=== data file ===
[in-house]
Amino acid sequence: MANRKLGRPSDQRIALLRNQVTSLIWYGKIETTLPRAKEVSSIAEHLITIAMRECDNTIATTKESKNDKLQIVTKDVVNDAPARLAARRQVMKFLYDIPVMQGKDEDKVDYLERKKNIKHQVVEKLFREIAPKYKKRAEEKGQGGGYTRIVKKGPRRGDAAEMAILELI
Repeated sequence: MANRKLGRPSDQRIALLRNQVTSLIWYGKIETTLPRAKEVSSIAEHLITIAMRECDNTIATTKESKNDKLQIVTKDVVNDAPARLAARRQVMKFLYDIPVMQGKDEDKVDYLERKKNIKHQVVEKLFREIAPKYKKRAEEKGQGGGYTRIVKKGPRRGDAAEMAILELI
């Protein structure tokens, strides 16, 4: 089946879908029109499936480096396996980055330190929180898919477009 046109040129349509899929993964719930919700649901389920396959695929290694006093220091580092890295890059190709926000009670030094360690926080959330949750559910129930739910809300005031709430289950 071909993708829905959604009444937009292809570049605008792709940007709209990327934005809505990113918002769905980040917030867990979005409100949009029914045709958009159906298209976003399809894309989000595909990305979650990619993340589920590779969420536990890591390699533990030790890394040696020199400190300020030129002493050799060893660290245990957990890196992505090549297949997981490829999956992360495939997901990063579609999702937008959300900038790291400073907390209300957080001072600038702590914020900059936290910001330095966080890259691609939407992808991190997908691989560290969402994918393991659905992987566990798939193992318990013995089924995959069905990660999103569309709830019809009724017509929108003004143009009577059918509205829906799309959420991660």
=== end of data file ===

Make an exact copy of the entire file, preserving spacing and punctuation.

[in-house]
Amino acid sequence: MANRKLGRPSDQRIALLRNQVTSLIWYGKIETTLPRAKEVSSIAEHLITIAMRECDNTIATTKESKNDKLQIVTKDVVNDAPARLAARRQVMKFLYDIPVMQGKDEDKVDYLERKKNIKHQVVEKLFREIAPKYKKRAEEKGQGGGYTRIVKKGPRRGDAAEMAILELI
Repeated sequence: MANRKLGRPSDQRIALLRNQVTSLIWYGKIETTLPRAKEVSSIAEHLITIAMRECDNTIATTKESKNDKLQIVTKDVVNDAPARLAARRQVMKFLYDIPVMQGKDEDKVDYLERKKNIKHQVVEKLFREIAPKYKKRAEEKGQGGGYTRIVKKGPRRGDAAEMAILELI
């Protein structure tokens, strides 16, 4: 089946879908029109499936480096396996980055330190929180898919477009 046109040129349509899929993964719930919700649901389920396959695929290694006093220091580092890295890059190709926000009670030094360690926080959330949750559910129930739910809300005031709430289950 071909993708829905959604009444937009292809570049605008792709940007709209990327934005809505990113918002769905980040917030867990979005409100949009029914045709958009159906298209976003399809894309989000595909990305979650990619993340589920590779969420536990890591390699533990030790890394040696020199400190300020030129002493050799060893660290245990957990890196992505090549297949997981490829999956992360495939997901990063579609999702937008959300900038790291400073907390209300957080001072600038702590914020900059936290910001330095966080890259691609939407992808991190997908691989560290969402994918393991659905992987566990798939193992318990013995089924995959069905990660999103569309709830019809009724017509929108003004143009009577059918509205829906799309959420991660």